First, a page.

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CIW Security Professional Certification Bible

CIW Security Professional Certification Bible

Mandy Andress, Phil Cox, Ed Tittel

ISBN: 978-0-764-54822-2

Oct 2001

638 pages

Select type: Hardcover

Product not available for purchase

Description

CIW Security Professional Certification Bible follows Prosoft Training's curriculum and objectives for the CIW Security exam, while providing information to help security professionals on the job. It details areas such as encryption technologies, types of incidents and attacks, system and network security, TCP/IP, managing the network boundary, implementing firewalls, intrusion detection and prevention. This book also covers securing the operating system, securing user accounts and file resources, assessing risk, auditing, scanning and discovery, defeating network penetration, creating security control procedures.

Covers: Exam 1D0 470
Preface.

Acknowledgments.

PART I: Introducing Computer Security Concepts.

Chapter 1: A Security Primer.

Chapter 2: Basic Principles of System and Network Security.

Chapter 3: Using Encryption Technologies.

Chapter 4: Securing TCP/IP.

PART II: Network Security.

Chapter 5: Security Incidents and Attacks.

Chapter 6: Understanding Boundary Devices.

Chapter 7: Implementing Firewalls.

PART III: Operating System Security.

Chapter 8: Operating System Security Risks.

Chapter 9: Principles of Operating System Security.

Chapter 10: Operating System Hardening.

Chapter 11: Securing File Systems and Resources.

Chapter 12: Securing User Accounts.

PART IV: Intrusion Detection and Response.

Chapter 13: Defeating Network and Server Attacks and Penetration.

Chapter 14: Intrusion Detection and Prevention.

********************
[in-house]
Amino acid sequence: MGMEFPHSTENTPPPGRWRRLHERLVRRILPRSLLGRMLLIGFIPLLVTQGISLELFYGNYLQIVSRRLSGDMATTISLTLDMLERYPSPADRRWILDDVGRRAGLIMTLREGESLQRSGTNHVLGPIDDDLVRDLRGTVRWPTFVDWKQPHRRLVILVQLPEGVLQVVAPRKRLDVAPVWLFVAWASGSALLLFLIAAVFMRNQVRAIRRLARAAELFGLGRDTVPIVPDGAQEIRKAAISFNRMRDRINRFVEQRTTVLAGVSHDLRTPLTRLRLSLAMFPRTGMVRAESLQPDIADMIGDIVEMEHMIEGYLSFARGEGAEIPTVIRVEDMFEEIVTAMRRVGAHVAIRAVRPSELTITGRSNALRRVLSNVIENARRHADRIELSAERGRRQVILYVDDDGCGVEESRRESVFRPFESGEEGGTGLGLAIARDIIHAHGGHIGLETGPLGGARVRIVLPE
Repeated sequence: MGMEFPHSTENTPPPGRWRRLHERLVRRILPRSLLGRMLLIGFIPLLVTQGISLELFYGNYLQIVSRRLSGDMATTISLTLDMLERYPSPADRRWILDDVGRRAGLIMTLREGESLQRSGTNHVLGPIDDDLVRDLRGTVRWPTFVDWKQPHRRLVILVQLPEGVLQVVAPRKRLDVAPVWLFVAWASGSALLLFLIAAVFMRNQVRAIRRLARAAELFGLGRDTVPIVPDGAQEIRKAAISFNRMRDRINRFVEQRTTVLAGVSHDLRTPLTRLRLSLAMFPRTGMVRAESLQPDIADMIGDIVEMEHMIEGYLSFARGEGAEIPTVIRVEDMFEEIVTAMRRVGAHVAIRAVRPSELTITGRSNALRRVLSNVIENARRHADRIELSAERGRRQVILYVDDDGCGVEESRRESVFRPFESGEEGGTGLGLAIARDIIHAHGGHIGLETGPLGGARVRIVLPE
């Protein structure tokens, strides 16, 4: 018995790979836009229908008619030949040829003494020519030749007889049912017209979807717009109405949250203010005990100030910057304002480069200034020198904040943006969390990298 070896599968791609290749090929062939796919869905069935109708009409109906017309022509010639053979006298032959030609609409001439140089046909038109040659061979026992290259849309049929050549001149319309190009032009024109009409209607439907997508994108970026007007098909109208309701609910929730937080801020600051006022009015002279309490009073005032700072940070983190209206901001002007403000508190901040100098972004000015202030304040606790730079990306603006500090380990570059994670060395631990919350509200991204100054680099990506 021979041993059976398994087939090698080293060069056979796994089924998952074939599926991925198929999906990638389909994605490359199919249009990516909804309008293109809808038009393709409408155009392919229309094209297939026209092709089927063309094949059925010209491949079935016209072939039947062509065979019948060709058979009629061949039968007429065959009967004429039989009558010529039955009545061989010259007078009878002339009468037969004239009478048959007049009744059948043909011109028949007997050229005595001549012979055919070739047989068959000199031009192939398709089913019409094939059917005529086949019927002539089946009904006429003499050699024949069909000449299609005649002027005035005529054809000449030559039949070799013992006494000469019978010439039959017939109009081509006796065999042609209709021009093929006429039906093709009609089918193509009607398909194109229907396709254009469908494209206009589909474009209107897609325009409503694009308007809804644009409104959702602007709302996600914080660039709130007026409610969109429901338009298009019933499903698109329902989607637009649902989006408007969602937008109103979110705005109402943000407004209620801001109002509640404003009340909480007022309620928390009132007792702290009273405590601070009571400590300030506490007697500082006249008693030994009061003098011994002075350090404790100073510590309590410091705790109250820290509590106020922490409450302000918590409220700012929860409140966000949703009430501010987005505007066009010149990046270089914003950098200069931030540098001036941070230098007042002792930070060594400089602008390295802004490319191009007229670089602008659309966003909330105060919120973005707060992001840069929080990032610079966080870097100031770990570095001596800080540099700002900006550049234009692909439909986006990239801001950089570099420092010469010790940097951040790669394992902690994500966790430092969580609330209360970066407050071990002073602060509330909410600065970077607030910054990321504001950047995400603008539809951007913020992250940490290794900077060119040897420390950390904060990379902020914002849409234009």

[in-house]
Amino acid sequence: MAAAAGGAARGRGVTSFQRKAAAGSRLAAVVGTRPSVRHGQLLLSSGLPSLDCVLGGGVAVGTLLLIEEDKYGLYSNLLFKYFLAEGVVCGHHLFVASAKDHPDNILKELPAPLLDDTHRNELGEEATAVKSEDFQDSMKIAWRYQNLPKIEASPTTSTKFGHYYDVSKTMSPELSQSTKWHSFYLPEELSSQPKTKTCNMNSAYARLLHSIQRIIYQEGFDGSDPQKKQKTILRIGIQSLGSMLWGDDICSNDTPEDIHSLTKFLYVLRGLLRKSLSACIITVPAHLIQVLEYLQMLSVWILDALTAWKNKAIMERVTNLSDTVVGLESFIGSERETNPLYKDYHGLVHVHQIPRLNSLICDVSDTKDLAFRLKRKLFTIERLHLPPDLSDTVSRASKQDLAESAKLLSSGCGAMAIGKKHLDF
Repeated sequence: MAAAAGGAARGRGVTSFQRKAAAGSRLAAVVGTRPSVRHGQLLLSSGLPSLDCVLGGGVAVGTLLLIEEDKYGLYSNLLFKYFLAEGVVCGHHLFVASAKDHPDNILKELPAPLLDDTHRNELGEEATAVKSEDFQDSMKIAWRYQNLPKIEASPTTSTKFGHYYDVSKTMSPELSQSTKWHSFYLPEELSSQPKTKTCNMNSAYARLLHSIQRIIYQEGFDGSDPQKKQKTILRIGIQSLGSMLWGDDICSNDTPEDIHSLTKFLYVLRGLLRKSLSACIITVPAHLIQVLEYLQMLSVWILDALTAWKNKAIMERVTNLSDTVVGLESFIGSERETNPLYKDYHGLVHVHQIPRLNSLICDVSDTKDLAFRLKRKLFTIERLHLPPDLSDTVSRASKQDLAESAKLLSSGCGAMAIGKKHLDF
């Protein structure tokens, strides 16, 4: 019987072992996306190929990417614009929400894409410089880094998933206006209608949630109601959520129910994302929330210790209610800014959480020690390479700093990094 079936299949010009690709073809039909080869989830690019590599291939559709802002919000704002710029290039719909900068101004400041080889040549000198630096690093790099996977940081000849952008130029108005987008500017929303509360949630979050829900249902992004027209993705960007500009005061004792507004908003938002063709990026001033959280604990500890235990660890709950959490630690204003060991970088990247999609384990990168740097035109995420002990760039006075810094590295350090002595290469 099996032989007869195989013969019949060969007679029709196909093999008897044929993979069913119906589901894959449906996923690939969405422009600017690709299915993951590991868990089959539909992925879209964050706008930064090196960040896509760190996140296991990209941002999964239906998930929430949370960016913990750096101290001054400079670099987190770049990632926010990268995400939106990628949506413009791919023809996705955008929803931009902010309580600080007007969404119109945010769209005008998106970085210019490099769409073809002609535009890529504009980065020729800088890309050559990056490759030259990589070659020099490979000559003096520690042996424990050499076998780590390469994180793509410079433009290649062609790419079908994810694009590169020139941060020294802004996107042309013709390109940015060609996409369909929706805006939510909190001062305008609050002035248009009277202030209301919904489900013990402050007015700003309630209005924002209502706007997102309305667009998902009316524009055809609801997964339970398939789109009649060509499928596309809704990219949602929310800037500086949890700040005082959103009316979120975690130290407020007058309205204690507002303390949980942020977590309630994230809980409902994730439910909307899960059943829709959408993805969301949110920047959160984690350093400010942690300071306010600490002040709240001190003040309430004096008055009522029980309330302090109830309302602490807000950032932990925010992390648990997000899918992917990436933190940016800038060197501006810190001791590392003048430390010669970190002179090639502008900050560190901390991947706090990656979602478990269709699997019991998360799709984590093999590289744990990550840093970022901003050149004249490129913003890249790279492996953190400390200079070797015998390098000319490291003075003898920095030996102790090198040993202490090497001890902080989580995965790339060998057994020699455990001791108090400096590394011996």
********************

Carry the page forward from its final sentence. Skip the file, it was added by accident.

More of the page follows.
Chapter 15: intrusion Detection Systems.

Chapter 16: Handling Security Incidents.

PART V: Security Auditing, Analysis, and Intrusion Detection.

Chapter 17: Principle of Security Auditing.

Chapter 18: System Security Scanning and Discovery.

Chapter 19: Creating and Managing Security Control Procedures.

Chapter 20: Auditing System and Security Logs.

Chapter 21: Acting on Audit Results.

Appendix A: What's on the CD-ROM.

Appendix B: Objective Map.

Appendix C: Sample Exam.

Appendix D: Exam Tips.

Appendix E: Well-Known Ports.

Appendix F: Web Resources for Security Professionals.

Index.

End-User License Agreement.

CD-ROM Installation Instructions.
ChapterPageDetailsDatePrint Run
CD ID#49CD Question ID#49
Question: In implementing a security policy for the company, Dean is dividing resources into three categories: Level 1 - critical, Level 2 - significant, and Level 3 - routinely essential. Which of the following can be considered a Level 3 resource?

Answer 1: Developer desktop computers
Answer 2: E-mail server
Answer 3: WINS server
Answer 4: HR file server

Explanation: The systems that are not needed by the company on a daily basis are considered Level 3 resources. A desktop system is an example of a Level 3 resource. If the desktop goes down, a developer can use another system in the company.

Errata: A, Developer desktop computers is the correct answer, but the test says C is correct.
7/27/02

CD ID#50CD Question ID#50
Question: Brian wants to hide internal network addresses and pay for only one public IP address. He wants to use internal network numbers that will not be accessible on the Internet. What address range should work?

Answer 1: 172.16.0.0 - 172.31.255.255
Answer 2: 10.0.0.0 - 10.255.255.255
Answer 3: 192.168.0.0 - 192.168.255.255
Answer 4: 100.0.0.0 - 100.255.255.255

Explanation: 10.0.0.0 - 10.255.255.255 is a private network range set aside for internal networks and is not supposed to be advertised to the public Internet.

Errata: Since 172.16.0.0 - 172.31.255.255 and 192.168.0.0 - 192.168.255.255 are private IP ranges as well, answers A, B, and C are all correct. The test says only B is correct.
8/24/02